Autographed photo of J. H. Jackson (1966-09-28) by Koehne StudioChicago History Museum
Reverend Joseph Harrison Jackson was a renowned African American pastor and civil rights leader of the twentieth century. Jackson left his mark through activism focused on education, housing, and both economic and political equality for African Americans. Born in Mississippi in 1900, Jackson moved to Chicago to further his graduate studies and pursue his career as a pastor and activist. Throughout the 1900s, Jackson became prominent in both religious and political spheres within the United States and several other countries in Africa, the Middle East, Europe, and Asia.
Photo of Maude Thelma JacksonChicago History Museum
Jackson's wife, Maude Thelma Jackson, was also involved in many of his efforts and was often welcomed and honored at the same events. They married in 1927 and had one daughter, Kenny Jackson.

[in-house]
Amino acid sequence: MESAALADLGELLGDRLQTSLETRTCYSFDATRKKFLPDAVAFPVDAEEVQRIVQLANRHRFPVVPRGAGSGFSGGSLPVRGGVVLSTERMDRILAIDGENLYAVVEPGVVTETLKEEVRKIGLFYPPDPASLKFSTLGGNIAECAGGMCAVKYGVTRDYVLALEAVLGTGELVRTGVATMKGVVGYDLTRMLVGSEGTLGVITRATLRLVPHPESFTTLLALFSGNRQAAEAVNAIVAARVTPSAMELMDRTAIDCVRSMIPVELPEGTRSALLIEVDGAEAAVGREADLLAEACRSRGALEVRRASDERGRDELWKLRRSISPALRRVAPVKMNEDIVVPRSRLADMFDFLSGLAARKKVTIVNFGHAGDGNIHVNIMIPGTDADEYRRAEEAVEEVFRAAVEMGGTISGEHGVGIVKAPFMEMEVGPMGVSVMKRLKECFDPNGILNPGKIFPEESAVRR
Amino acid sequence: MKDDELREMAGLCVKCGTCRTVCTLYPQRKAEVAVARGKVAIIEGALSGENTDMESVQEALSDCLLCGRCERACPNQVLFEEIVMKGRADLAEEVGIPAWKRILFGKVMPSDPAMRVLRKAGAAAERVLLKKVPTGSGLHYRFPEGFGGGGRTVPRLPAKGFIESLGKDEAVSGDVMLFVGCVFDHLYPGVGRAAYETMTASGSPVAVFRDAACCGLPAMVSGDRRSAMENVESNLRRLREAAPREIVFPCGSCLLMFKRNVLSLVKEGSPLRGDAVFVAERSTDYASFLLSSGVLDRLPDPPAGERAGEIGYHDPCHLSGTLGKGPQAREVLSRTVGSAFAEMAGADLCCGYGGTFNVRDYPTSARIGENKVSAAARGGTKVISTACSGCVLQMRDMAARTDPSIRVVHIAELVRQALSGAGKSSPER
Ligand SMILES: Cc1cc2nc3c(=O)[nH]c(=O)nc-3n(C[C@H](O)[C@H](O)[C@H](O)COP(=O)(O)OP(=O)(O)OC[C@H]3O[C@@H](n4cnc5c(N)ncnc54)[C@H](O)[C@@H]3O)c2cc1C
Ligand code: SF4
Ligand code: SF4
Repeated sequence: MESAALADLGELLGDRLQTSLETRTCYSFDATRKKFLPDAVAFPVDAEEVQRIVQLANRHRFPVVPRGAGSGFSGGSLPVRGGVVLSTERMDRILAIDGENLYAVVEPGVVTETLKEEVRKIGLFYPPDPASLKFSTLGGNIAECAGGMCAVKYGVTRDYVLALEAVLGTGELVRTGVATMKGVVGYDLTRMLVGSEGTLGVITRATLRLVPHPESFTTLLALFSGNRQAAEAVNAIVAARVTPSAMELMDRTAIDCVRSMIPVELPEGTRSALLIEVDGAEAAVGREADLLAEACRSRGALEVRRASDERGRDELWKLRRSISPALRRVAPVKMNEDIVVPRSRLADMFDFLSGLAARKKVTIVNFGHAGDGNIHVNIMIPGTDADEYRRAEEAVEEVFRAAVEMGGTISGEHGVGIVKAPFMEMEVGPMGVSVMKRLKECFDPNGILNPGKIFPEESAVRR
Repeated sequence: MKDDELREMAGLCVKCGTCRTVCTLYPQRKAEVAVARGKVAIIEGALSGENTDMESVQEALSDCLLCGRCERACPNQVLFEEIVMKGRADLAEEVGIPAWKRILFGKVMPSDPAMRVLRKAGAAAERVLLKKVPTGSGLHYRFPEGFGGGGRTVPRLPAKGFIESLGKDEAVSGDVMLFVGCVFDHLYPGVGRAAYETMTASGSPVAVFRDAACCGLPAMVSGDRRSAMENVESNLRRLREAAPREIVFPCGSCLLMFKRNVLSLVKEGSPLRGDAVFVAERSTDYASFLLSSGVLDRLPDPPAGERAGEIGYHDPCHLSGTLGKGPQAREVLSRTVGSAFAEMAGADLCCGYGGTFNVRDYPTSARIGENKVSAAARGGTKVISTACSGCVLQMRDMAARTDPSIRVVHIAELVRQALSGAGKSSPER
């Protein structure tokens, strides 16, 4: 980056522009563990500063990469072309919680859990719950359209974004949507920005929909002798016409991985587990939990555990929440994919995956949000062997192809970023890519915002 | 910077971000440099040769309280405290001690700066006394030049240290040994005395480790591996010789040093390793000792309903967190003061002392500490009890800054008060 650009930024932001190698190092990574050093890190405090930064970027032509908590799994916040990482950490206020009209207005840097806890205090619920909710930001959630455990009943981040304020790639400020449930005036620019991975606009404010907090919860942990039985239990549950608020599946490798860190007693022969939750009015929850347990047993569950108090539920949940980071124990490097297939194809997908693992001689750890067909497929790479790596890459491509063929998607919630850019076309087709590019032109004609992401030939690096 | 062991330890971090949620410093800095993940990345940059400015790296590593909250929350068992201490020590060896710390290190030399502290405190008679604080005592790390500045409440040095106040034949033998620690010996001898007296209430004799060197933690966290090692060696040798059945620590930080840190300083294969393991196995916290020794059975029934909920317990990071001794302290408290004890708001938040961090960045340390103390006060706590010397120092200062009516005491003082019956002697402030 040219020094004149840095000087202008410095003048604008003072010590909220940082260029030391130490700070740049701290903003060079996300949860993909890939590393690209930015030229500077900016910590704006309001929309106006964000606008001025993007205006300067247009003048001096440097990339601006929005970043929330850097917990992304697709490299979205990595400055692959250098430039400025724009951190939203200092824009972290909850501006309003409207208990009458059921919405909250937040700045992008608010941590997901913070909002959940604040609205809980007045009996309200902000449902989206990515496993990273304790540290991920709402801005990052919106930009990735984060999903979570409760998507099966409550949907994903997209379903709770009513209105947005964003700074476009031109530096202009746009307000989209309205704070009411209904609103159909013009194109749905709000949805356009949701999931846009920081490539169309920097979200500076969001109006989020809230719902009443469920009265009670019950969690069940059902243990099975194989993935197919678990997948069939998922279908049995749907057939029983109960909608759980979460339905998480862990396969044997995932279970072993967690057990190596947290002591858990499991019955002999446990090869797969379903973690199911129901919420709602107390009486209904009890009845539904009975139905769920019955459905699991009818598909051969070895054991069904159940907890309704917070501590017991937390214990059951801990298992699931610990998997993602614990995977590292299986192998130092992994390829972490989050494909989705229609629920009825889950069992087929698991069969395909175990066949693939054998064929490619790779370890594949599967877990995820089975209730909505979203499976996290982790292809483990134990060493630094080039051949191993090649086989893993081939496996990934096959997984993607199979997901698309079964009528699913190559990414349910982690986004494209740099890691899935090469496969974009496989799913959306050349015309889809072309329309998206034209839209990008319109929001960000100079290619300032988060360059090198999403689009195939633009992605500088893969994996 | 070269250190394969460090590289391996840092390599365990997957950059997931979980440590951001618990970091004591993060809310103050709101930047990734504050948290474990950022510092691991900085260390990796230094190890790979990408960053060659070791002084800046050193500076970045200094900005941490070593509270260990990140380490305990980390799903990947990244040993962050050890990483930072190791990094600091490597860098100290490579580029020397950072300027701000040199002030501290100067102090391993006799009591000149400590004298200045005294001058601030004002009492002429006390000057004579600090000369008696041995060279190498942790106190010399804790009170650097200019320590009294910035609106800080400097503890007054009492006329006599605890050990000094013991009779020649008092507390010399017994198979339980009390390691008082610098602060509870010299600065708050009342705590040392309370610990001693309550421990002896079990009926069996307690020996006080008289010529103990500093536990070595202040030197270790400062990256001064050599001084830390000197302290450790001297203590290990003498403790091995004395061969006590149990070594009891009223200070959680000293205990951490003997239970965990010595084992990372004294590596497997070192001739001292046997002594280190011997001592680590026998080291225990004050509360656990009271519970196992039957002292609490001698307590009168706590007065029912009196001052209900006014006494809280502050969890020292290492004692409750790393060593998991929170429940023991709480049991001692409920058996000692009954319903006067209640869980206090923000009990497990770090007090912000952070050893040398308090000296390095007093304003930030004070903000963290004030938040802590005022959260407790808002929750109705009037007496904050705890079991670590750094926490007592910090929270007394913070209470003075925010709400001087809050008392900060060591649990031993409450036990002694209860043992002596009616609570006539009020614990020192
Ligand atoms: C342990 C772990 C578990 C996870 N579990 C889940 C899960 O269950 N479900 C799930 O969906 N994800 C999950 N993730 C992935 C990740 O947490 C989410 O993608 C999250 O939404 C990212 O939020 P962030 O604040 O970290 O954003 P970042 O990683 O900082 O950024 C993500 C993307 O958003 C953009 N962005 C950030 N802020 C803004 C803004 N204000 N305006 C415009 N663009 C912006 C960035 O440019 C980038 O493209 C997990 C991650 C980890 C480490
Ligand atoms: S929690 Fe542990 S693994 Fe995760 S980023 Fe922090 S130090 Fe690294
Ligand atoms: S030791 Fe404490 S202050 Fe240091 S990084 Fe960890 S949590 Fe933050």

Jackson's master's thesis (1933) by Joseph H. JacksonChicago History Museum
After graduating from Jackson State University in Jackson, Mississippi, Jackson went on to graduate school at Creighton University in Omaha, Nebraska, for a degree in education. At Creighton, Jackson wrote his master's thesis on the role of religion in character development. This belief in the importance of religion in early childhood development would continue throughout Jackson’s career.
Jackson's master's thesis page 2 (1933) by Joseph H. JacksonChicago History Museum
Jackson's "The Negro's Declaration of Intention" (1956-04-03) by Joseph H. JacksonChicago History Museum
In 1956, Jackson published this pamphlet to educate the public about the goals of his community. Based off interviews with African Americans from various backgrounds, Jackson states that the main intention of the “Negro” is to respect and obey the law. Jackson believed strongly in the pursuit of justice through order and democracy rather than more direct protest tactics.
Certificate of Life Time Call (1958-12-29) by Olivet Baptist ChurchChicago History Museum